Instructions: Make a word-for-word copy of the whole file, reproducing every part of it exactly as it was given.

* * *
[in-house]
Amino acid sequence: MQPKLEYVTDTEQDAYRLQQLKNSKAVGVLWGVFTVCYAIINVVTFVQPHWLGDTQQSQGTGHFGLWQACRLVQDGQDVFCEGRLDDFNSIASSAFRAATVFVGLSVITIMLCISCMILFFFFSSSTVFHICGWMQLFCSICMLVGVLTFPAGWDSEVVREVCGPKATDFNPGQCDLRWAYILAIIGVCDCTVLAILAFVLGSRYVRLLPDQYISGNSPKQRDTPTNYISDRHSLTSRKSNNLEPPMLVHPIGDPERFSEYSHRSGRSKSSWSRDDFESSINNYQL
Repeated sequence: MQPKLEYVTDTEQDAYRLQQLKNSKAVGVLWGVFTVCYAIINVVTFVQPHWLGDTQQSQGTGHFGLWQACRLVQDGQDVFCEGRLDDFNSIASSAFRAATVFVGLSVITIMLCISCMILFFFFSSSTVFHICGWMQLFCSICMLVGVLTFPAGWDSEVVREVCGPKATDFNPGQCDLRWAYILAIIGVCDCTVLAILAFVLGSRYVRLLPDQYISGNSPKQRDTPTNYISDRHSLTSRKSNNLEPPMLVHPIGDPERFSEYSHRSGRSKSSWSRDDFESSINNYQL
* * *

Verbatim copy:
[in-house]
Amino acid sequence: MQPKLEYVTDTEQDAYRLQQLKNSKAVGVLWGVFTVCYAIINVVTFVQPHWLGDTQQSQGTGHFGLWQACRLVQDGQDVFCEGRLDDFNSIASSAFRAATVFVGLSVITIMLCISCMILFFFFSSSTVFHICGWMQLFCSICMLVGVLTFPAGWDSEVVREVCGPKATDFNPGQCDLRWAYILAIIGVCDCTVLAILAFVLGSRYVRLLPDQYISGNSPKQRDTPTNYISDRHSLTSRKSNNLEPPMLVHPIGDPERFSEYSHRSGRSKSSWSRDDFESSINNYQL
Repeated sequence: MQPKLEYVTDTEQDAYRLQQLKNSKAVGVLWGVFTVCYAIINVVTFVQPHWLGDTQQSQGTGHFGLWQACRLVQDGQDVFCEGRLDDFNSIASSAFRAATVFVGLSVITIMLCISCMILFFFFSSSTVFHICGWMQLFCSICMLVGVLTFPAGWDSEVVREVCGPKATDFNPGQCDLRWAYILAIIGVCDCTVLAILAFVLGSRYVRLLPDQYISGNSPKQRDTPTNYISDRHSLTSRKSNNLEPPMLVHPIGDPERFSEYSHRSGRSKSSWSRDDFESSINNYQL